8 V. The Legislature s Continuance Kings A tiny elite of lawmakers filed most continuances, with the top five filers accounting for 81 percent of all the state s legislative continuances. Rep. Roberto Alonzo (D-Dallas) is the undisputed continuance king. This criminal-defense attorney filed 241 continuances or 56 percent of the total. Rep. Alonzo filed an average of two continuances a week. Lawmaker Continuance Count Home No. of Lawmaker (Party) Town Continuances Rep. Roberto Alonzo (D) Dallas 241 Rep. Phil King (R) Weatherford 53 Rep. Carlos Uresti (D) San Antonio 34 Rep. David Leibowitz (D) San Antonio 11 Rep. Trey Martinez Fischer (D) San Antonio 11 Rep. Joseph Nixon (R) Houston 9 Rep. Robert Puente (D) San Antonio 9 Rep. Jim Dunnam (D) Waco 7 Rep. Rene Oliveira (D) Brownsville 7 Rep. Robert Duncan (R) Lubbock 6 Rep. Ron Wilson (D)* Houston 5 Rep. Harold Dutton (D) Houston 3 Rep. Veronica Gonzales (D) McAllen 3 Rep. Toby Goodman (R) Arlington 3 Sen. Chris Harris (R) Arlington 3 Rep. Bryan Hughes (R) Mineola 3 Rep. Aaron Pena (D) Edinburg 3 Rep. Sylvester Turner (D) Houston 3 Rep. Ruben Hope (R) Conroe 2 Rep. John Mabry (D)* Waco 2 Sen. Royce West (D) Dallas 2 Rep. Joseph Deshotel (D) Beaumont 1 Rep. Craig Eiland (D) Galveston 1 Rep. Dan Gattis (R) Georgetown 1 Rep. Will Hartnett (R) Dallas 1 Rep. Abel Herrero (D) Corpus 1 Rep. Vilma Luna (D) Corpus 1 Rep. Todd Smith (R) Euless 1 Rep. Jim Solis (D) Harlingen 1 Rep. Jack Stick (R) * Austin 1 Rep. Robert Talton (R) Pasadena 1 Rep. Yvonne Gonzalez T. (D) Alice 1 TOTAL: 431 *No longer in legislature. Rep. Alonzo s closest competitor is Rep. Phil King (R-Weatherford), who filed 53 continuances (12 percent of the total). Rep. King s cases principally involved civil suits between businesses or family members. Rep. Carlos Uresti (D-San Antonio) came next with 34 continuances (8 percent), which mostly involved criminal-defense cases. Only two other lawmakers filed more than 10 continuances. They were San Antonio Democrats David Leibowitz and Trey Martinez Fischer, who filed 11 continuances apiece.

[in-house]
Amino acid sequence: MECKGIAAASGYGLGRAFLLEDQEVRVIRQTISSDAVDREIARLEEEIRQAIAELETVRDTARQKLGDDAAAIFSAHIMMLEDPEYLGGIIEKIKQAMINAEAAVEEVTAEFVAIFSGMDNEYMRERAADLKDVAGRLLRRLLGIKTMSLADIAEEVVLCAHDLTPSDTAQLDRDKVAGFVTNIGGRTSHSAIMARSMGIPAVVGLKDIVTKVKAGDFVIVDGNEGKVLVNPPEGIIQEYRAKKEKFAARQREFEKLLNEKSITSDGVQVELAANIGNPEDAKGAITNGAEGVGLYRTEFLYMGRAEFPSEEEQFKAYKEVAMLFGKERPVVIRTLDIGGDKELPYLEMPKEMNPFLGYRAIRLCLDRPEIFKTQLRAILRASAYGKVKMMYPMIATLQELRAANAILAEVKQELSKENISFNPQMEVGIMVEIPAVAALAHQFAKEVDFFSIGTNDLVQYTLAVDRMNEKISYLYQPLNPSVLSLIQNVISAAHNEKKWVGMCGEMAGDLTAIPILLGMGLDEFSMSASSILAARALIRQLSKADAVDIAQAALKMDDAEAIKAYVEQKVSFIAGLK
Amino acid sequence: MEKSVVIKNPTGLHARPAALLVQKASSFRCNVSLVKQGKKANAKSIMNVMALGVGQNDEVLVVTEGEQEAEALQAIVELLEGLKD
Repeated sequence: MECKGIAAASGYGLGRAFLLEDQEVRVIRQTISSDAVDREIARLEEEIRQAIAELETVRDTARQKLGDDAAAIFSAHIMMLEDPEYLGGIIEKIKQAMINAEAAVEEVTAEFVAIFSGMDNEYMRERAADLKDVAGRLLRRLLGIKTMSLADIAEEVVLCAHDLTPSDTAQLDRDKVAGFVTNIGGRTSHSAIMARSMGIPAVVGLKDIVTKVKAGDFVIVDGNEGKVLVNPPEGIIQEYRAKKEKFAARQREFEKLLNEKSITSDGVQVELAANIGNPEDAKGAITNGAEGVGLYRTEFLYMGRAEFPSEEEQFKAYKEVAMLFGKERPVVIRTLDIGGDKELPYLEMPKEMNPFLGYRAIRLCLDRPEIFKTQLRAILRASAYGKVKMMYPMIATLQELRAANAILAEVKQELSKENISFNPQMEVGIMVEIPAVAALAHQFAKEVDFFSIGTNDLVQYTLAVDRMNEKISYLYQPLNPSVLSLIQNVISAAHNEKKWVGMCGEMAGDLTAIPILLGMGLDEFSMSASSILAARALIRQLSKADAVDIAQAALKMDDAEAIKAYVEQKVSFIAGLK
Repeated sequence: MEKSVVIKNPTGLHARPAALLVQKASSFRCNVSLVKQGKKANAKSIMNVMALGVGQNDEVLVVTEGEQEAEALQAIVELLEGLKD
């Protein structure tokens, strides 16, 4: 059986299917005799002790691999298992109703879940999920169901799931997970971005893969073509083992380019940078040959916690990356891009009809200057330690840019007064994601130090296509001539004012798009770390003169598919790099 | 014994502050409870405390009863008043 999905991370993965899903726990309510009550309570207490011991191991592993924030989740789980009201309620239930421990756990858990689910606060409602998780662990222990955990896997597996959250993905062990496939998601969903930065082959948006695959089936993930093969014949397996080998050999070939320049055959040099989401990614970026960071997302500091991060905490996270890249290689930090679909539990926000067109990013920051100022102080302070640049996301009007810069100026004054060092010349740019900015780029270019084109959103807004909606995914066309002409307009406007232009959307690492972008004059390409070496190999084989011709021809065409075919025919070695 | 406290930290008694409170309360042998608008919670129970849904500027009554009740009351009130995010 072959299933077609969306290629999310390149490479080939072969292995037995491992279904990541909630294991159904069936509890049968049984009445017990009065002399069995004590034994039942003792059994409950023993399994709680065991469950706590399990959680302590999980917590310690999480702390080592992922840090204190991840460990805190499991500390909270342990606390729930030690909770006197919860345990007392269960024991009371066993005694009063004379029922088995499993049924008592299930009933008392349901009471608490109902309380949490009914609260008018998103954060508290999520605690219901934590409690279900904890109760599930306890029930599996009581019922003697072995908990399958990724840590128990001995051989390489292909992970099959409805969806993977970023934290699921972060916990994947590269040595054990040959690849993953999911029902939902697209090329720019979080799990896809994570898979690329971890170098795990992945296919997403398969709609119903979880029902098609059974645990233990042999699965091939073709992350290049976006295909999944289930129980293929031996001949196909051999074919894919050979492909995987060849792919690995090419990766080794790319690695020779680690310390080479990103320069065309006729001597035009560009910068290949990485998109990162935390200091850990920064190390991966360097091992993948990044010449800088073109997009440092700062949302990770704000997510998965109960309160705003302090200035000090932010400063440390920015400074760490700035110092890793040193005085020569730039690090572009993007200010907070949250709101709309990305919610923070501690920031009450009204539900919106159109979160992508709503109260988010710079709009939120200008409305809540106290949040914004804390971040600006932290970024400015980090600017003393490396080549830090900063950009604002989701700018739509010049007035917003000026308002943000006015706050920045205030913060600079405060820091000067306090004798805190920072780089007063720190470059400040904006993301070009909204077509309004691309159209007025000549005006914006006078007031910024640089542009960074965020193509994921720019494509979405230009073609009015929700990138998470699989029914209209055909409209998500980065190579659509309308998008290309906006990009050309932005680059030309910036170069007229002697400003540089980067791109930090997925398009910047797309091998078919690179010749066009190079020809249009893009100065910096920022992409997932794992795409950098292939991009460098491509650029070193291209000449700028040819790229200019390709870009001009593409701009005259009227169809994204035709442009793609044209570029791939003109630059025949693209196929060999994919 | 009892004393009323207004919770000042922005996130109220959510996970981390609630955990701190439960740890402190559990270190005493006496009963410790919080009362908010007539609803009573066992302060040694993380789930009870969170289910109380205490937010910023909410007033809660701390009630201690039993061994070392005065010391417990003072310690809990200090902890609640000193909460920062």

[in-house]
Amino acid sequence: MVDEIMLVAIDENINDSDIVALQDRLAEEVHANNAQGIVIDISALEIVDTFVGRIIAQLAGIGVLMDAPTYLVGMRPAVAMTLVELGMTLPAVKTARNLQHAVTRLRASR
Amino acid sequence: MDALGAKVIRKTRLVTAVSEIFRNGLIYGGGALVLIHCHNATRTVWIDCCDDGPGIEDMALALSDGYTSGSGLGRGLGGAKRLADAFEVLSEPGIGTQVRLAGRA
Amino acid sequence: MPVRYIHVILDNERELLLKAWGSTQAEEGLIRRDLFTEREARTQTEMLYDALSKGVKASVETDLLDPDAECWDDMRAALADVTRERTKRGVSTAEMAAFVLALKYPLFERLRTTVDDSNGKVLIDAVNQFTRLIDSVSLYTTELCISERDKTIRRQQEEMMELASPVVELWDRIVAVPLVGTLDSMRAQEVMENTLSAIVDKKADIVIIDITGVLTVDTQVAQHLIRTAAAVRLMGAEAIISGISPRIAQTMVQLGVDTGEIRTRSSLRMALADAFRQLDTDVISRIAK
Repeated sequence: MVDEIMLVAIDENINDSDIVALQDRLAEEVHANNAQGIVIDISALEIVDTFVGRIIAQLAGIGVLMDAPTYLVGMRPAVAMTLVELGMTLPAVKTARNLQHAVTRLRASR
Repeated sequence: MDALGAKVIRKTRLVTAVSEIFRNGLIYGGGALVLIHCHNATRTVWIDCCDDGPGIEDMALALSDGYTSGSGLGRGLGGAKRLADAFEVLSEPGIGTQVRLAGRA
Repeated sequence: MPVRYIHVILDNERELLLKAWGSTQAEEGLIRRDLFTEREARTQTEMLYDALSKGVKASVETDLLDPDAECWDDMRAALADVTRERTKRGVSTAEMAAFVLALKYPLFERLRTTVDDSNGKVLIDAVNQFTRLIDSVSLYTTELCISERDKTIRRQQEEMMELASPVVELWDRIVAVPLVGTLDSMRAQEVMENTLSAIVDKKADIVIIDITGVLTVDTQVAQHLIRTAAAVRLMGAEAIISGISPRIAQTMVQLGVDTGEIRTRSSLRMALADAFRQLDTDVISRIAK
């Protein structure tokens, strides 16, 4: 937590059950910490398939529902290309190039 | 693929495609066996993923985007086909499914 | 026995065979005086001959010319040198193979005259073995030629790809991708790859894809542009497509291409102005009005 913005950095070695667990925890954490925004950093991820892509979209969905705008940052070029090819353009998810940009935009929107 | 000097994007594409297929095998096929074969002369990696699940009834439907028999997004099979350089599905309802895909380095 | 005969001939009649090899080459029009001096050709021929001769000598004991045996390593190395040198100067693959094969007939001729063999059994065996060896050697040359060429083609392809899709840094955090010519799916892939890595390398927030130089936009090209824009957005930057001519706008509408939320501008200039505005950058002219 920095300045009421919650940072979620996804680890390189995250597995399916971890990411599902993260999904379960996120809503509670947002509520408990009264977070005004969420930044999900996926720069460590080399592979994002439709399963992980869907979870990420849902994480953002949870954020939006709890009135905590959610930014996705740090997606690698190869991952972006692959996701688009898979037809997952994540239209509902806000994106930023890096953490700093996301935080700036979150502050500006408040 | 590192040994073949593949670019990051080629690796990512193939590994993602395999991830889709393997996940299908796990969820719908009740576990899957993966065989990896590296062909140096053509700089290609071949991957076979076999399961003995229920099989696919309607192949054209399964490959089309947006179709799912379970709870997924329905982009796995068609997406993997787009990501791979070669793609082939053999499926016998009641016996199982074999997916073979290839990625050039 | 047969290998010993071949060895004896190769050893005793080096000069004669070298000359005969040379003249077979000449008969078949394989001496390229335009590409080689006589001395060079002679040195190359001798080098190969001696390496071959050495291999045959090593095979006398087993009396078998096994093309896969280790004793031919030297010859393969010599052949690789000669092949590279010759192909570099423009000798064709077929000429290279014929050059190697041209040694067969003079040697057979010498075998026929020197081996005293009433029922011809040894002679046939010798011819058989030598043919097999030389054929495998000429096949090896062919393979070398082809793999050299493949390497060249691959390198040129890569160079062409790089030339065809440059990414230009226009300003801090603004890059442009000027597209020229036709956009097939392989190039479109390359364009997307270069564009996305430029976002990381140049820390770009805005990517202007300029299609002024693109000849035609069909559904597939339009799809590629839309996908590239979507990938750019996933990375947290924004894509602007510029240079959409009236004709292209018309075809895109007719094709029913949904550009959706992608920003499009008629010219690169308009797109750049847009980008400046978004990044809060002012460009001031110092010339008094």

9 VI. Serial Continuances Given the recent expansion of the continuance season, some lawmakers filed one continuance after another in the same case. Lawmakers filed more than one continuance in a total of 82 cases. Rep. Alonzo again claimed the title for such serial continuances, filing an extraordinary five continuances in The State of Texas v. Omar Hernandez. This case, before the Municipal Court of Grand Prairie, was the only quintuplet-continuance case found. Rep. Alonzo filed his first Omar-Hernandez continuance in December He filed the fifth one just six months later in May Besides Rep. Alonzo, who had four quadruple continuances cases, 11 Rep. King was the only other lawmaker to report four continuances in a single case: York International Corp. v. Lightfoot Mechanical, Inc. in Weatherford s 43 rd State District Court. Finally, Rep. Uresti was the only lawmaker other than Reps. Alonzo and King to exceed two continuances in a single case. Rep. Uresti filed triple continuances in two separate cases. 12 Multiple Continuances Filed In A Single Case Total No. of No. of No. of No. of No. of Cases Double- Triple- Quadruple- Quintuple- With Multiple Play Play Play Play Lawmaker (Party) Continuances Cases Cases Cases Cases Rep. Roberto Alonzo (D) Rep. Phil King (R) Rep. Carlos Uresti (D) Rep. David Leibowitz (D) Rep. Trey Martinez Fischer (D) Rep. Robert Duncan (R) Rep. Veronica Gonzales (D) Sen. Royce West (D) TOTAL: Rep. Phil King claimed 11 continuances in five related cases filed in four different state courts. All of these cases grew out of a group of predatory-lending executives fighting over stock options. The fun began in 1998, when an Arlington, Texas-based pawn shop outfit, First Cash Financial Services, bought a California-based check-cashing business and named its chief, Blake Miraglia, as a division president. Relations soon soured. Miraglia quit, filing a lawsuit alleging that First Cash cheated him out of promised stock options. Miraglia and his allies also posted unflattering information about First Cash on the Internet, prompting First Cash officers and directors to retaliate with defamation lawsuits. As Miraglia s defense attorney, Rep. King filed 11 related continuances during a six-month period. Senator Chris Harris (R-Arlington) squared off against Rep. King in at least one of these cases. Yet Harris did not report any legislative continuances in these cases. Rep. King Filed 11 Continuances On Behalf of Pawn-Shop Executive Blake Miraglia Continuance State District Date Case Style Court No. (County) Case No. 2/15/05 Phillip E. Powell v. Blake Miraglia et al. 236 (Tarrant)